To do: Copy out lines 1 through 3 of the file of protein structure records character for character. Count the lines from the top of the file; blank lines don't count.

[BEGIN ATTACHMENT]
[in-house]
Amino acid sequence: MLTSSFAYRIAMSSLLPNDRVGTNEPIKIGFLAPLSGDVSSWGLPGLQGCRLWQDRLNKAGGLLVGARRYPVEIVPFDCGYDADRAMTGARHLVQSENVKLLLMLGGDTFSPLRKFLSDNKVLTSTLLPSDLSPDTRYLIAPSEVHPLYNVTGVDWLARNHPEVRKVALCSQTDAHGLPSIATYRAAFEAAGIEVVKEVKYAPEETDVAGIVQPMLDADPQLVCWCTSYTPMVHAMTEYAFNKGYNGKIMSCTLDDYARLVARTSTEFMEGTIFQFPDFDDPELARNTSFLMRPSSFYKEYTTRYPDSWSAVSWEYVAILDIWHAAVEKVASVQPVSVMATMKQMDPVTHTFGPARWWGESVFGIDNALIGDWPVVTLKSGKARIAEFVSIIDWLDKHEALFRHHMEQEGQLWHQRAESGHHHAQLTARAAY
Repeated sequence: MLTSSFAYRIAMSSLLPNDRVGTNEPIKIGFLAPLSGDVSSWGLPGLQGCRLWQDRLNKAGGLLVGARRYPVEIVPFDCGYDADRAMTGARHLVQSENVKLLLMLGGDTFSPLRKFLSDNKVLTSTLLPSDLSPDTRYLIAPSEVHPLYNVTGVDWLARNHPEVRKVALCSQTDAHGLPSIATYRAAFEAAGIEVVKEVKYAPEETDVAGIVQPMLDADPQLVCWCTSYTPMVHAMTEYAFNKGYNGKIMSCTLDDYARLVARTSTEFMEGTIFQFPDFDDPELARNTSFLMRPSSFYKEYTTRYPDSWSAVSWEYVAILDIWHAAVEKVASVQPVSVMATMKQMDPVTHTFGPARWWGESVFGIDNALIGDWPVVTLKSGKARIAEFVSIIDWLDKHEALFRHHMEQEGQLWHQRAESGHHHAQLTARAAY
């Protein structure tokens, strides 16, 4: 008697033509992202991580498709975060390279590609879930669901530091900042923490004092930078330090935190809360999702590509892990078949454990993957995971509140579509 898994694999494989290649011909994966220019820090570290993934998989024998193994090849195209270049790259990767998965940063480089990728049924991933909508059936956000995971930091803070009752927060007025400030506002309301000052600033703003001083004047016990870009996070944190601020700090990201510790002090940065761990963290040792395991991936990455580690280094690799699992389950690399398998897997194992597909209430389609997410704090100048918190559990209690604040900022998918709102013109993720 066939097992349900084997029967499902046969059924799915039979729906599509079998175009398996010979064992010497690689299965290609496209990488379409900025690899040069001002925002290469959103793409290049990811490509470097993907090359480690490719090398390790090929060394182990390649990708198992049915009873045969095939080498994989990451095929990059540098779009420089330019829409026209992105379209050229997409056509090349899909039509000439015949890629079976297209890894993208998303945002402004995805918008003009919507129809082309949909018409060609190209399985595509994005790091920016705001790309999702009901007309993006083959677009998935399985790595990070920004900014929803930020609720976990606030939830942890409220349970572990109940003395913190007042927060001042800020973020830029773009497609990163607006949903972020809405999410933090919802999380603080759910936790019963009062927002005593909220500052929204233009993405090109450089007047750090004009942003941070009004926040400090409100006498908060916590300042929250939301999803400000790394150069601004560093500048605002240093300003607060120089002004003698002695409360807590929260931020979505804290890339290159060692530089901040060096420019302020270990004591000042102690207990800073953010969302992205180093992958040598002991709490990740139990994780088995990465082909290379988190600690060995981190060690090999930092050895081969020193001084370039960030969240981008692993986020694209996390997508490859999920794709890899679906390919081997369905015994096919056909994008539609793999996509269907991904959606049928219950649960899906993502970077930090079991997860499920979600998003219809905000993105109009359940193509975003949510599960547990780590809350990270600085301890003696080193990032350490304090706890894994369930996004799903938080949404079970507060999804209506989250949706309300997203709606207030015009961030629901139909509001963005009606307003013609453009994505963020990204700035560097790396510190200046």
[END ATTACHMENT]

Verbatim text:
[in-house]
Amino acid sequence: MLTSSFAYRIAMSSLLPNDRVGTNEPIKIGFLAPLSGDVSSWGLPGLQGCRLWQDRLNKAGGLLVGARRYPVEIVPFDCGYDADRAMTGARHLVQSENVKLLLMLGGDTFSPLRKFLSDNKVLTSTLLPSDLSPDTRYLIAPSEVHPLYNVTGVDWLARNHPEVRKVALCSQTDAHGLPSIATYRAAFEAAGIEVVKEVKYAPEETDVAGIVQPMLDADPQLVCWCTSYTPMVHAMTEYAFNKGYNGKIMSCTLDDYARLVARTSTEFMEGTIFQFPDFDDPELARNTSFLMRPSSFYKEYTTRYPDSWSAVSWEYVAILDIWHAAVEKVASVQPVSVMATMKQMDPVTHTFGPARWWGESVFGIDNALIGDWPVVTLKSGKARIAEFVSIIDWLDKHEALFRHHMEQEGQLWHQRAESGHHHAQLTARAAY
Repeated sequence: MLTSSFAYRIAMSSLLPNDRVGTNEPIKIGFLAPLSGDVSSWGLPGLQGCRLWQDRLNKAGGLLVGARRYPVEIVPFDCGYDADRAMTGARHLVQSENVKLLLMLGGDTFSPLRKFLSDNKVLTSTLLPSDLSPDTRYLIAPSEVHPLYNVTGVDWLARNHPEVRKVALCSQTDAHGLPSIATYRAAFEAAGIEVVKEVKYAPEETDVAGIVQPMLDADPQLVCWCTSYTPMVHAMTEYAFNKGYNGKIMSCTLDDYARLVARTSTEFMEGTIFQFPDFDDPELARNTSFLMRPSSFYKEYTTRYPDSWSAVSWEYVAILDIWHAAVEKVASVQPVSVMATMKQMDPVTHTFGPARWWGESVFGIDNALIGDWPVVTLKSGKARIAEFVSIIDWLDKHEALFRHHMEQEGQLWHQRAESGHHHAQLTARAAY